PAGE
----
By Ranjan Malik
They say tequila is a little overrated. It's not one of the smoothest liquors out there. The alcohol 'burns' and the intense aftertaste doesn't help.
So what helped it become one of the most desirable of the lot? There's enough recorded history in public domain if you are interested, but very little on how it might have become the phenomenon it is today.
Here's an attempt at decoding 'tequila' through an imagined sequence of events at an imagined company, set in the present day:
The 'T Company' has just received results of a consumer study and the brand manager has raised the often discussed 'burn and aftertaste' issue.
"The product just doesn't taste right unless consumed with something salty. Controlling how they consume it isn't going to be easy, we'll need to do something about the formulation."
As always, the product team is defending the formulation citing the product's historical origins.
"We can't be playing with heritage. If you want to target the fickle-minded finicky youngsters, launch a new beverage."
As always, it's a deadlock.
But this time the team finds itself asking a new question thanks to a new recruit who incidentally belongs to the 'fickle-minded finicky generation'.
"Consumer education feels too pedantic and low-leverage; messing with the formulation is too polarizing. Couldn't we just trigger an infectious meme that makes the desirable behaviour compelling?"
The group tries to dismiss their precocious colleague's unintelligible question till she pushes back.
"No, I'm serious. Let's think outside of our product. Could the best part of our product be outside of it? Say a ritual that's infectious and ensures they consume our stuff the way we want them to - after something salty and with a handy chaser to rescue them from the aftertaste?"
Enter The Tequila Cruda
In hindsight, tequila cruda, the 'lick-shoot-suck' ritual, sounds like a clever idea. Doesn't it? Moisten the back of your hand, pour on the salt and lick it off. Your mouth can't be anything but salty; down the tequila shot and before the aftertaste hits you, you have the lemon slice in your mouth. And you're ready for a repeat.
The ritual has spread like virus. People do it alone, they do it in large groups and in the process an amazing quantity of tequila gets consumed.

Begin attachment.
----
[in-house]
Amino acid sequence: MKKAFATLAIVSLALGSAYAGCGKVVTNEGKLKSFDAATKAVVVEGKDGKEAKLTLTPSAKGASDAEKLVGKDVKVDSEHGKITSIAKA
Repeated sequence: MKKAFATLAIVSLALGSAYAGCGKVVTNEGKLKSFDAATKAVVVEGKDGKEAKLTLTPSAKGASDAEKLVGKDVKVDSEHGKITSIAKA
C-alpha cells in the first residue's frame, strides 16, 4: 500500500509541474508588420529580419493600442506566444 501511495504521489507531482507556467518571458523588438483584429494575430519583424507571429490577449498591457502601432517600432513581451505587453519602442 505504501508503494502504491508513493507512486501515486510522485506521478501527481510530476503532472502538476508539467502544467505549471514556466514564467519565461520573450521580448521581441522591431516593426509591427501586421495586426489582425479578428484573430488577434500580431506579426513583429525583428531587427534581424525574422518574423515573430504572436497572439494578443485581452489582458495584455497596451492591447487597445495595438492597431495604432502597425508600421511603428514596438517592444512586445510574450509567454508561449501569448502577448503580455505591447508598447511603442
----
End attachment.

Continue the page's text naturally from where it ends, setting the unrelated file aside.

It is now owned by the consumers. The ritual belongs to them while the product used for performing it belongs to the industry.
The consumers love the company that introduced them to it. When tequila was in short supply thanks to an infestation that hit blue agave plantations in Mexico, people waited for it. Couldn't they have done the cruda with superior liquors? They could have, but didn't.
The worldwide collective of fans has been appropriated the role of being tequila brand managers. They have questioned and evolved the ritual constantly to keep it relevant with the changing times.
"Why should the salt be on the back of MY palm? Why shouldn't it be on HER palm?"
We now have ingenious variants of the highly infectious and compelling body shots ritual. The meme keeps gaining momentum and so does the product.
The concept of memes and memetics has evolved much beyond Richard Dawkins' original thought likening it to the selfish gene.
Memes as 'self-replicating units of cultural transmission' is an interesting thought. Why spend money in trying to sell your product? Just trigger an infectious meme that requires your product for it to be performed.
Look around, our life really is an intricate memeplex that has many sub memeplexes within it. The way we engage with the world and even with ourselves is governed by memes that we inherited, modified or even created.
Birth rituals, mate-seeking rituals and even end-of-life rituals are all memes that have made most people in the world behave in fundamentally similar ways. Isn't god the biggest man-made meme?
In the connected world that we live in today, memes spread fast and often die fast too.
Think about it - What new infectious meme can you trigger for your brand, organization or for yourself today?